Georgia Bulletin

The Newspaper of the Catholic Archdiocese of Atlanta


By ANDREW NELSON, Staff Writer | Published January 21, 2010

St. Pius X High School sophomore John-Jordan “Shockley” Nunnery participated in the annual Martin Luther King Jr. Commemorative Service at historic Ebenezer Baptist Church in downtown Atlanta on the King national holiday, Monday, Jan. 18.

Ten high school students, including Nunnery, served as readers of the Litany of Commemoration at the annual service. The litany is a prayer spoken by nine people in one voice that traces King’s role in the civil rights movement.

Michael Scirocco, the English department chairman, nominated Nunnery for his public speaking ability and ease before large audiences. Nunnery had to audition to serve as one of the readers.

Nunnery said, “I am really thankful that Mr. Scirocco recommended me to speak at the services. It is a huge honor to get to share in the celebration.”

St. Vincent de Paul Atlanta is again partnering with the Atlanta Prosperity Campaign during the tax season.

The charity is helping the working poor avoid fees by assisting them if they owe Uncle Sam or are eligible for benefits. It is the third year of the joint effort between the lay Catholic organization and the Atlanta Prosperity Campaign, according to Jim Verrecchia, director of support programs.

The Atlanta Prosperity Campaign is an outreach of the Atlanta Community Food Bank to connect working families and individuals to money-saving programs for a brighter financial future.

The free tax preparation is targeted toward people earning less than $48,000. The goal is also to link people who are eligible with programs that give them a better financial foundation, from education credits to first-time homebuyer credits.

In addition to the SVdP site, there are scores more around the metro area.

For more information, go to or call (404) 614-1000.

CNN turned its spotlight on St. Joseph Church, Marietta, and its ministry to help the unemployed find a steady paycheck.

The ministry is called St. Joseph Career Community Network. Among those featured in the online story are Art Eyzaguirre, a parishioner and a founder, along with Patrick Brennan, another founding member.

The story talks about how with unemployment in double digits, churches are getting involved to help people find jobs. Parishioners are contributing their skills in career management and networking to aid the ministries.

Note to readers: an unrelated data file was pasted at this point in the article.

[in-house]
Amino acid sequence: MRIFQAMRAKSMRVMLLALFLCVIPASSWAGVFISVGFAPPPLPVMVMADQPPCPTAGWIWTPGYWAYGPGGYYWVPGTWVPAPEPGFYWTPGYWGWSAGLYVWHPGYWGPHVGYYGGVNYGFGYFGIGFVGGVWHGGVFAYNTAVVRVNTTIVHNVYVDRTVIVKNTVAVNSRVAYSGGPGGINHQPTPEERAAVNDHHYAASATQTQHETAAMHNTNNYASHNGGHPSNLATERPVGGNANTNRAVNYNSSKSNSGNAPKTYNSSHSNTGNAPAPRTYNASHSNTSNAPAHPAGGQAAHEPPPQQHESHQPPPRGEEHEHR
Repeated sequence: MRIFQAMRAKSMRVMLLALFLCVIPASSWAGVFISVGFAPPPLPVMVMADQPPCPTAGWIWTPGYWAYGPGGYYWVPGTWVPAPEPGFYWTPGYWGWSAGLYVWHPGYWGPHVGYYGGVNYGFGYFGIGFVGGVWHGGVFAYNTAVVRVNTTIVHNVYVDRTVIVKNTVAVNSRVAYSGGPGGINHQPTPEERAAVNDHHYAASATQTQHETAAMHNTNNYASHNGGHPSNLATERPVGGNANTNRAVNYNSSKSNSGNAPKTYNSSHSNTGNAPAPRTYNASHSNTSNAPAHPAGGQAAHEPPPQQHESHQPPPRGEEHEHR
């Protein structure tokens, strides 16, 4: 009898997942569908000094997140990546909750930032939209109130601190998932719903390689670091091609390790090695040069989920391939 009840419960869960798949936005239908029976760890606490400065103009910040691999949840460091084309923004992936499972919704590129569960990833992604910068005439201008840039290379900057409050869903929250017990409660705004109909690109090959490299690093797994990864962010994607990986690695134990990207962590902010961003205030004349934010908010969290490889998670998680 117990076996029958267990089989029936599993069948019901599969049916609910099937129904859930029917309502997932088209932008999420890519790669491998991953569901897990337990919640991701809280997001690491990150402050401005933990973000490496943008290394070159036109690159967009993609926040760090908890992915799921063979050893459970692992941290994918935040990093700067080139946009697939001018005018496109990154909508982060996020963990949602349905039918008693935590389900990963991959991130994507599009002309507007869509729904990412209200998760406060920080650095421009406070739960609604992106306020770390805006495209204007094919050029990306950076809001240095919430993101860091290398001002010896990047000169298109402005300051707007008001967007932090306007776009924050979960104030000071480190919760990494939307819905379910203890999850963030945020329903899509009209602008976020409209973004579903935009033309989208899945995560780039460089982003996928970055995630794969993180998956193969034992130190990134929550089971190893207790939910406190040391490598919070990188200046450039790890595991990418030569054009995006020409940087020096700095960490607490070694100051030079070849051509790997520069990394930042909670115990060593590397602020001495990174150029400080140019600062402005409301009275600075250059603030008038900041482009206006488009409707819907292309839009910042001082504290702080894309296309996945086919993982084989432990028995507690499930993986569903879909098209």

The Georgia Bulletin has showcased several parishes and leaders that are adopting this type of ministry to aid people. The CNN story can be found at

Two seminarians from Atlanta were among a group of men studying to become priests who were installed in the ministry of acolyte in November.

Bishop George V. Murry, SJ, of Youngstown, Ohio, led the ceremony in the St. Vincent Archabbey Basilica in Latrobe, Pa.

The Atlanta men are two natives of Vietnam, but adopted sons of Georgia.

Cong Tan Nguyen is the son of Nghia Thi Tran of Norcross and the late Xuan Tan Nguyen. He graduated from high school in 1990 in Vietnam. He received a bachelor of arts in teaching methodology from the University of Technology in Ho Chi Minh City, Vietnam, in 1996.

Tri John-Bosco Nguyen is the son of Thao and Trong Nguyen of Rex. He is a 1993 graduate of Hoang Hoa Tham High School in Saigon. He graduated in 2001 from Seton Hall University in South Orange, N.J., with a bachelor of science degree in secondary education and Catholic theology. In 2006, he received a master of arts degree in applied linguistics and in teaching English as a second language from Georgia State University.

Some 64 people at Pax Christi St. Jude took an oath of nonviolence at a ceremony on Jan. 1, celebrating the Solemnity of the Mother of God and World Peace Day.

The participants pledged “to carry out in my life the love and example of Jesus by striving for peace within myself and seeking to be a peacemaker in my daily life; by accepting suffering rather than inflicting it; by refusing to retaliate in the face of provocation and violence; by persevering in nonviolence of tongue and heart; by living conscientiously and simply so that I do not deprive others of the means to live; by actively resisting evil and working nonviolently to abolish war and the causes of war from my own heart and from the face of the earth.”

Pax Christi is an international Catholic peace movement.

Also at the celebration, people honored Sister Sally White, a member of the Grey Nuns of the Sacred Heart.

She is a co-founder of the St. Jude Pax Christi group and is returning to her order’s motherhouse in Yardley, Pa. She provided ministry at St. Jude the Apostle Church and at Saint Joseph Hospital, where she worked as a chaplain in pastoral ministry, said Mary Jean Goode, a member of Pax Christi.

As a tribute to Sister Sally, three students of St. Jude the Apostle School presented “a peace pole” that will stand outside the school’s memorial garden. The prayer “May Peace Prevail on Earth” is written on its four sides in eight languages. In a lesson of how things come full circle, the pole will be placed outside the school where Sister Sally was the first principal.

Pax Christi and the chaplains of Saint Joseph Hospital teamed up to purchase the pole.

Concelebrating the Mass on New Year’s Day were St. Jude pastor Msgr. James Fennessy, Father Steve Yander, Saint Joseph Hospital chaplain, and Father Richard Kieran, founder of the Cursillo movement in Atlanta and longtime supporter of Pax Christi.